Now that social distancing has been enforced on a global scale, the humble office meeting is already starting to seem like a thing of the past. No more stumbling in with coffee and pastries or passing notes to each other when you should really be paying attention to what the MD is saying. (Not that any respectable digital marketing professional would ever behave in such a way.) During these difficult times, the world has essentially turned to virtual meeting software to try and fill the void left by human interaction. So, whether you’re trying to find a way of briefing your staff, connecting with your customers or would just like to reach out to friends and family, we thought a rundown of some of the best platforms out there would be helpful.
Already well known and widely used by professionals across the world, Microsoft Teams is safe, secure and quite easy to use. Uniting all of the Microsoft office packages in one place means that it’s easy to share spreadsheets, videos, documents and voice notes without having to search around in separate locations on your own device. Similarly, updating your staff on any developments is a snap because anything critically important can be flagged and stored in easily accessible folder.
There are still issues with Microsoft teams including a sometimes confusing file layout and the lack of integration with Skype for business, but for those who want to share work online and conduct specific, targeted and ultimately, productive meetings, it’s one of the first options you should consider.
Google’s free virtual meeting software has largely positive reviews across the board. Video conferencing, document sharing and the ingenious google voice element, which allows you to make phone calls free of charge, are all features that have kept users coming back for more. If you already have a Gmail account, it’s easy to get started with hangouts and for those who don’t want to spend any money on virtual meetings, this is arguably one of the best options out there. One of the major downsides of this platform is that not everybody likes the way google operate, so those who are used to skype, or other software may find the interface unusual. This is a minor concern for most, though, as the layout is largely simple and intuitive.
One of the first tools designed for virtual meetings, Skype is still quite popular amongst those who prefer to communicate on a face to face basis or through voice calls. Though it still doesn’t perform especially well on things like conference calls or group chats involving more than 3 or 4 people, it is still a solid platform with fairly robust security. Some of the main criticisms of skype involve the sound quality. While perfectly acceptable for one to one or small group calls, the clarity of each user’s audio is based on their internet connection. This means users with slower broadband may sound slightly muffled or difficult to understand.
Though not specifically aimed at businesses, this app enjoyed a huge boost in profile since the lockdown was enforced. Though it has been given a mixture of positive and negative reviews, it has remained the go to choose for users who want to have a virtual face to face chat. For sole traders and small businesses, there’s no reason this app couldn’t provide a means of doing so, but the issues around security and data management may be a concern for larger, more high-profile business. Essentially, if you aren’t dealing with particularly sensitive information, this can be a good, low cost alternative, however, if you are likely to be exchanging information that could be intercepted for the purposes of fraud or theft, it’s not recommended.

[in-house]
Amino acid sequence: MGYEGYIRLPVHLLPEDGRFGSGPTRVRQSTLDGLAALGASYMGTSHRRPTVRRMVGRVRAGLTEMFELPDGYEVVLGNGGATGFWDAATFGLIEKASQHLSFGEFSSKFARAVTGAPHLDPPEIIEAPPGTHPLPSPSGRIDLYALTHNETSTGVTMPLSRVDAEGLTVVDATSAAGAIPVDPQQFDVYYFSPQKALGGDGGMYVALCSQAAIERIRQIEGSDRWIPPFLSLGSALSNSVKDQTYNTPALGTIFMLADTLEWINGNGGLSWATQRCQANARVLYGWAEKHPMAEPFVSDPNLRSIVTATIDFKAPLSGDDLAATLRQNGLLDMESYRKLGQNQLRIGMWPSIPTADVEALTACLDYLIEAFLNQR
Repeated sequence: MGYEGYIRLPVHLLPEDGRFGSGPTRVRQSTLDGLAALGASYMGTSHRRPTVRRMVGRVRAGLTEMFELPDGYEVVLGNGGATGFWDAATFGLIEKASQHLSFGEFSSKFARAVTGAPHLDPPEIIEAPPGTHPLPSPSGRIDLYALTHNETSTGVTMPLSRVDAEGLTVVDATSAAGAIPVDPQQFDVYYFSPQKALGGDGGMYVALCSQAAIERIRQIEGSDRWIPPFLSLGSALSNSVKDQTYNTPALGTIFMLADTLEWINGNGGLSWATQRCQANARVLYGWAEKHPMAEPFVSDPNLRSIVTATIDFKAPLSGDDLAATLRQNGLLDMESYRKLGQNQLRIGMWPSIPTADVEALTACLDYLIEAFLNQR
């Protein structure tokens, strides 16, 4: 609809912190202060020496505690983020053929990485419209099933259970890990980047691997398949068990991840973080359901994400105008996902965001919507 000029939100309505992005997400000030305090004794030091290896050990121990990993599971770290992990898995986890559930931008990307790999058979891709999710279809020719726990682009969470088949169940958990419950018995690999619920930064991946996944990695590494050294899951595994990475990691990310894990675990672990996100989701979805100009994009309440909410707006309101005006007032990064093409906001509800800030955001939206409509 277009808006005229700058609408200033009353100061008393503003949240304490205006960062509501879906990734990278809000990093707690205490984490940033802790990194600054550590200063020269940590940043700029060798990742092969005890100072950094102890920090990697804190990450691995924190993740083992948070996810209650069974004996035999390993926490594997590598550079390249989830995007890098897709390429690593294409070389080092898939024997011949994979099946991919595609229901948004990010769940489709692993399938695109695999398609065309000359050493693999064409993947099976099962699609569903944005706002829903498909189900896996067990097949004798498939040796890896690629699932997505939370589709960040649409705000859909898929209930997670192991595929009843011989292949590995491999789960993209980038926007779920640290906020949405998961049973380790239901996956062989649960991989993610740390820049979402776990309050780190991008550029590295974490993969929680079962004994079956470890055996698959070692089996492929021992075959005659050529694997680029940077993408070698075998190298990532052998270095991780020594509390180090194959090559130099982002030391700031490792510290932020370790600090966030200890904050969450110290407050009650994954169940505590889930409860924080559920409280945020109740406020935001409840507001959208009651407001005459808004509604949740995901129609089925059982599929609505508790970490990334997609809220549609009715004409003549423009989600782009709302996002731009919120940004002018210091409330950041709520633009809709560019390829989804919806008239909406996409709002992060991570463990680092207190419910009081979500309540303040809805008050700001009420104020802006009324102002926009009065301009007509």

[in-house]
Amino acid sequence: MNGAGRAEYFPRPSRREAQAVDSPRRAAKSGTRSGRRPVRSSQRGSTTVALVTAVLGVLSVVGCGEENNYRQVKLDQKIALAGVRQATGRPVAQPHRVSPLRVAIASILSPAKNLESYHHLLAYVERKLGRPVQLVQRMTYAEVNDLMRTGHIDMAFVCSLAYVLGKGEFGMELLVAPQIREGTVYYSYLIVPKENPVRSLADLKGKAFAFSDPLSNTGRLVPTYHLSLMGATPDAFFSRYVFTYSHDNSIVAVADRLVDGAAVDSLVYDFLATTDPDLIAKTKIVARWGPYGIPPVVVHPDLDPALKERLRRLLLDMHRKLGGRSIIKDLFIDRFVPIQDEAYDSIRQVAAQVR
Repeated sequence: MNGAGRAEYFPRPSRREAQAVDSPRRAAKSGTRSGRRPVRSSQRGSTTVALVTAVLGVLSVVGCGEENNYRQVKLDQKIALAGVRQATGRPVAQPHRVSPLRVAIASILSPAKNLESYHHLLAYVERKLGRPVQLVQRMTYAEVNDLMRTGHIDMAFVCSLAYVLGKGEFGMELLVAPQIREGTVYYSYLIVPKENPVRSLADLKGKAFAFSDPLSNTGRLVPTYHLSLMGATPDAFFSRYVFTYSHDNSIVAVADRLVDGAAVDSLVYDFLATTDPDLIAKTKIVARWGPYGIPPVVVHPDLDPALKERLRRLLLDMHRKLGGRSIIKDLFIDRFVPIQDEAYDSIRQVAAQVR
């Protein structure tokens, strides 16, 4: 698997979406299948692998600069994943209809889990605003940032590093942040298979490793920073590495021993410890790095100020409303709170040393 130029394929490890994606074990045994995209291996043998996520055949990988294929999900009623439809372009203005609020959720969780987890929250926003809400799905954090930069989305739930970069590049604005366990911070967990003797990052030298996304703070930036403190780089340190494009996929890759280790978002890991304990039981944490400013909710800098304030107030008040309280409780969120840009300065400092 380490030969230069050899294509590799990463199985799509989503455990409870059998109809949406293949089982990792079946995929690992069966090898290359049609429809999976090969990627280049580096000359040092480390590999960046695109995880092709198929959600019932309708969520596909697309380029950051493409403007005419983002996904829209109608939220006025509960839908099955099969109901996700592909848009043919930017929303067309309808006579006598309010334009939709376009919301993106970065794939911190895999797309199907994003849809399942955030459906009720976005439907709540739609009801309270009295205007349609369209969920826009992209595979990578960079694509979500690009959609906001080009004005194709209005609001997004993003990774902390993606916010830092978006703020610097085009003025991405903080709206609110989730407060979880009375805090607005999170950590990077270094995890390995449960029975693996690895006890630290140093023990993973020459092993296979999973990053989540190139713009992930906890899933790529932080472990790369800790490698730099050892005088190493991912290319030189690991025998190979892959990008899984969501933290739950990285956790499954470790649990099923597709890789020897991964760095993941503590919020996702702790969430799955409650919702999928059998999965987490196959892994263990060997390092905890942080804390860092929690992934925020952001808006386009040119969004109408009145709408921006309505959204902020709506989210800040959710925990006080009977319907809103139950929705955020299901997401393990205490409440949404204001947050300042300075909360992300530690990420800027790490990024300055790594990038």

Zoom is already being touted as the go to alternative to house party and has enjoyed largely positive feedback. For those who need to communicate with large numbers of staff at once, this platform is ideal. Offering mass virtual meetings of up to 250 people at a time. It also has the capacity to allow up 10’000 viewers to be present during a meeting, so live briefings or emergency announcement can be digitally. Like house party, there have been some concerns over Zoom’s security, but this is the case for most of virtual conferencing software at the moment. The other downside of Zoom is that it is made primarily for organisations with multiple employees. Small businesses or sole traders may not need all of the additional features on offer.
A lesser known platform when compared to the brand names on the list so far, but a viable alternative all the same. Offering both windows and mac users cloud conferencing capabilities, including remote working on documents and virtual meetings. The overall quality of this platform is good, with noise cancelling technology and a simple installation process. The downside of high five is the price and the need for multiple additional user licences. For well established companies who need something stable and reliable, it could be a good investment, but the constant improvements to the low cost or free platforms mean there are alternatives available if this beyond your price range.
Which is right for your business?
When choosing the platform that’s best for you, consider how many people you’re working with and the sort of communication you will need to do on a day to day basis. Not everybody will have the same requirements and what works for a large, office-based firm probably will not be suitable for a smaller business. If it is mainly quick chats with customer’s or suppliers, something as simple as Skype could be adequate. If you are likely to need to share documents and data, something like High five or Microsoft Teams is probably more suitable. Consider what your priorities are and take advantage of any free trial periods that may be on offer. It’s likely there will be a significant focus on virtual meeting software for the foreseeable future, so we can expect to see new features being developed all the time.